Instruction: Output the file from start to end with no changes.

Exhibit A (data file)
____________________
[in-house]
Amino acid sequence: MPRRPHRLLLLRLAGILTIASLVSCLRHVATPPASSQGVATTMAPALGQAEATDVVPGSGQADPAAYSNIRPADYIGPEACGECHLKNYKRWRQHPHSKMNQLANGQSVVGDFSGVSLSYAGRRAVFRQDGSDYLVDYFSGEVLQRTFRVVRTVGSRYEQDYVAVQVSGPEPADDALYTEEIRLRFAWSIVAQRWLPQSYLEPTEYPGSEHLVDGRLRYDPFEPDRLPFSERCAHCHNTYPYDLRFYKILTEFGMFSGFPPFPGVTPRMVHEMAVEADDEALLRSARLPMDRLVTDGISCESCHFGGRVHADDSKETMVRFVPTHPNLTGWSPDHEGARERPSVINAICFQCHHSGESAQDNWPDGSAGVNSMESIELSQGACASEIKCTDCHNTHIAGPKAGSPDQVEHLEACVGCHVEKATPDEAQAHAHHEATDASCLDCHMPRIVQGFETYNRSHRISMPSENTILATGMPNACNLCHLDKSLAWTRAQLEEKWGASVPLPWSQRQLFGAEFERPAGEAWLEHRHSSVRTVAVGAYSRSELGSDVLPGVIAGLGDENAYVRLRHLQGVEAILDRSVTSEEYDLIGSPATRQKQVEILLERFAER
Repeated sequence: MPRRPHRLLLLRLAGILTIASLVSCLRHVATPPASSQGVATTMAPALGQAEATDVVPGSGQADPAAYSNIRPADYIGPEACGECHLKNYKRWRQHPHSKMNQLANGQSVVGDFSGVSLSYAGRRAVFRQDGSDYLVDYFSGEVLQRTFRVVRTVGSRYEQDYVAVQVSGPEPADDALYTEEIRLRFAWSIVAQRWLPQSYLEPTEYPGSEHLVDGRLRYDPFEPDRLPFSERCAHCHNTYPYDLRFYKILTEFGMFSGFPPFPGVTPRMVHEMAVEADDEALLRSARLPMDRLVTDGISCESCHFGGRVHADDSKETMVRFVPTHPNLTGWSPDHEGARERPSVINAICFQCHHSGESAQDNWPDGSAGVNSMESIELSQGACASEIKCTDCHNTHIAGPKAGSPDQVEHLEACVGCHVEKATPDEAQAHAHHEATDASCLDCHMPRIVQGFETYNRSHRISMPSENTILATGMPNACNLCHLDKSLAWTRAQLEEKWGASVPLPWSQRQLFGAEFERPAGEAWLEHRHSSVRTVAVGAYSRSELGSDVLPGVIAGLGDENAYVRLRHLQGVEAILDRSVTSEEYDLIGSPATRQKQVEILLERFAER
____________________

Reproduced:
[in-house]
Amino acid sequence: MPRRPHRLLLLRLAGILTIASLVSCLRHVATPPASSQGVATTMAPALGQAEATDVVPGSGQADPAAYSNIRPADYIGPEACGECHLKNYKRWRQHPHSKMNQLANGQSVVGDFSGVSLSYAGRRAVFRQDGSDYLVDYFSGEVLQRTFRVVRTVGSRYEQDYVAVQVSGPEPADDALYTEEIRLRFAWSIVAQRWLPQSYLEPTEYPGSEHLVDGRLRYDPFEPDRLPFSERCAHCHNTYPYDLRFYKILTEFGMFSGFPPFPGVTPRMVHEMAVEADDEALLRSARLPMDRLVTDGISCESCHFGGRVHADDSKETMVRFVPTHPNLTGWSPDHEGARERPSVINAICFQCHHSGESAQDNWPDGSAGVNSMESIELSQGACASEIKCTDCHNTHIAGPKAGSPDQVEHLEACVGCHVEKATPDEAQAHAHHEATDASCLDCHMPRIVQGFETYNRSHRISMPSENTILATGMPNACNLCHLDKSLAWTRAQLEEKWGASVPLPWSQRQLFGAEFERPAGEAWLEHRHSSVRTVAVGAYSRSELGSDVLPGVIAGLGDENAYVRLRHLQGVEAILDRSVTSEEYDLIGSPATRQKQVEILLERFAER
Repeated sequence: MPRRPHRLLLLRLAGILTIASLVSCLRHVATPPASSQGVATTMAPALGQAEATDVVPGSGQADPAAYSNIRPADYIGPEACGECHLKNYKRWRQHPHSKMNQLANGQSVVGDFSGVSLSYAGRRAVFRQDGSDYLVDYFSGEVLQRTFRVVRTVGSRYEQDYVAVQVSGPEPADDALYTEEIRLRFAWSIVAQRWLPQSYLEPTEYPGSEHLVDGRLRYDPFEPDRLPFSERCAHCHNTYPYDLRFYKILTEFGMFSGFPPFPGVTPRMVHEMAVEADDEALLRSARLPMDRLVTDGISCESCHFGGRVHADDSKETMVRFVPTHPNLTGWSPDHEGARERPSVINAICFQCHHSGESAQDNWPDGSAGVNSMESIELSQGACASEIKCTDCHNTHIAGPKAGSPDQVEHLEACVGCHVEKATPDEAQAHAHHEATDASCLDCHMPRIVQGFETYNRSHRISMPSENTILATGMPNACNLCHLDKSLAWTRAQLEEKWGASVPLPWSQRQLFGAEFERPAGEAWLEHRHSSVRTVAVGAYSRSELGSDVLPGVIAGLGDENAYVRLRHLQGVEAILDRSVTSEEYDLIGSPATRQKQVEILLERFAER